The first case of monkeypox has been discovered in Israel, the Health Ministry confirmed on Saturday.
Tel Aviv's Ichilov Hospital said a man in his 30s who recently returned from Western Europe arrived at the emergency room with symptoms of the disease on Friday, and the tests turned out positive the following day.
He was admitted into quarantine once suspicion of the disease arose, and is currently in a good condition.
Israel's Health Ministry calls on any person entering Israel who experiences fever and a blistering rash to see a doctor.
Israel's pandemic response team met Saturday for a situation assessment. Following the meeting the Health Ministry said it will be looking into purchasing vaccines and the relevant medications as well as regulating testing procedures as infection rates grow.
During the discussion it was stressed that despite reports from Europe that many of the infected patients are homosexual men, the disease is in no way related to sexual preference and is not unique to any one sector of the public.
Cases of the smallpox-related disease have previously been seen only among people with links to central and West Africa. But in the past week, Britain, Spain, Portugal, Italy, U.S., Sweden and Canada all reported infections, mostly in young men who hadn’t previously traveled to Africa. France, Germany, Belgium and Australia confirmed their first cases of monkeypox on Friday.
Monkeypox is milder than smallpox, and is accompanied by flu-like symptoms, including fever and chills, as well as a rash of blisters appearing on the face or genitals. It is a viral disease which has so far been endemic to mainly Africa and is known to be less contagious in human-to-human transmission.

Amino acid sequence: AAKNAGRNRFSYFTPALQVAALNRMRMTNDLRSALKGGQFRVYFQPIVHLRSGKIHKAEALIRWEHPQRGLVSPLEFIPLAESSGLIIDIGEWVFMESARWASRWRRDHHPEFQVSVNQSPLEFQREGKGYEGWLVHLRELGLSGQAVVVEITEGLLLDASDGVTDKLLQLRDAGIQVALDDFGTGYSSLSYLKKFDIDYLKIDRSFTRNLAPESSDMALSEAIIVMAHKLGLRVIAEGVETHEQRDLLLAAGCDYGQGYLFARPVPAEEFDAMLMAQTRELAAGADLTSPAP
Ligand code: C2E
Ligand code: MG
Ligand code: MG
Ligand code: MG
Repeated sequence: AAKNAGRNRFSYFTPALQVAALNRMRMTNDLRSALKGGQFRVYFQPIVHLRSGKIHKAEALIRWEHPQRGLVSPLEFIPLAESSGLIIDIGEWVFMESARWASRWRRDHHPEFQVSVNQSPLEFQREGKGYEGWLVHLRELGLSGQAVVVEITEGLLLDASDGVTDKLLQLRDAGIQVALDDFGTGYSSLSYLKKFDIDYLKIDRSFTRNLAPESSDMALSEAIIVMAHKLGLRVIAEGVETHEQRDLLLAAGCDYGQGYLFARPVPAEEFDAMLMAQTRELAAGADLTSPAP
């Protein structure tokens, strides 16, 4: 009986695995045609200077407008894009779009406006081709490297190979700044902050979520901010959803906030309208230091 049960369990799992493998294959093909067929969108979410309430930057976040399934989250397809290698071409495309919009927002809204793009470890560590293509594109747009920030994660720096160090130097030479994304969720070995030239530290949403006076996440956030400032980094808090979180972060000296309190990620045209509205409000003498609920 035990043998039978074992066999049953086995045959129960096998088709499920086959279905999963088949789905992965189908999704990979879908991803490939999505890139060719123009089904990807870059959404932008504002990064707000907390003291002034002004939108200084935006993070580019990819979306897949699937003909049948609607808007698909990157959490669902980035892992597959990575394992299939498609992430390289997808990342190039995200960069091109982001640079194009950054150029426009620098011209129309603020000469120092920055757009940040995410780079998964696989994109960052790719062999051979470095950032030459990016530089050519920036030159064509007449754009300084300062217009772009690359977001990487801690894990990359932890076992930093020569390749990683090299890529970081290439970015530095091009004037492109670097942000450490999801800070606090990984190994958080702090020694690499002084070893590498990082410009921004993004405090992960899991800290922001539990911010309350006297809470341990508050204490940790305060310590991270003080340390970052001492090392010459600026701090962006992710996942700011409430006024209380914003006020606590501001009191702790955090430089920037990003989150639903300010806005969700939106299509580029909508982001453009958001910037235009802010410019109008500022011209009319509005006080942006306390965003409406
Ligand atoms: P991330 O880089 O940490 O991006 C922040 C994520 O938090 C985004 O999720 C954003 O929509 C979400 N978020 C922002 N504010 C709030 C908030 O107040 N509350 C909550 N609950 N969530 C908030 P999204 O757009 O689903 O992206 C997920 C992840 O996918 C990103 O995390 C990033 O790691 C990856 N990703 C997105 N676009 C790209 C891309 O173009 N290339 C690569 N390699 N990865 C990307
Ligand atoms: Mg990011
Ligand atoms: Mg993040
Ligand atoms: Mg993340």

Illness typically lasts between two and four weeks, with patients usually recovering on their own. The smallpox vaccine – which was routinely given in Israel until the 1980s – is 85 percent effective against the virus. Moreover, drugs that were initially developed for treatment of smallpox can be used to treat those suffering from monkeypox.
According to Prof. Ran Balicer, the head of HMO Clalit’s Research Institute, “the first days and weeks after the appearance of a new disease are fraught with uncertainty and immersed in a ‘fog of war’ regarding the most basic question – such as the degree of contagiousness and virulence and the potential for it turning into a pandemic."
Balicer says it will take a few weeks before the medical community knows if there is reason for concern, based on the potential spread of the virus, the severity of illness in those infected, and the risk of transmission before an infected individual begins to display symptoms.
A member of Israel's epidemic management team, Dr. Leon Poles, says there is no risk of a monkeypox epidemic or mass infection, as the disease is not contagious to the extent of COVID-19 or German measles, for example. Transmission occurs through more direct contact, including skin-to-skin contact, or touching the sheets, or towels of an infected person.
Yet, Poles says there is potential for transmission among youth who have not been vaccinated against smallpox.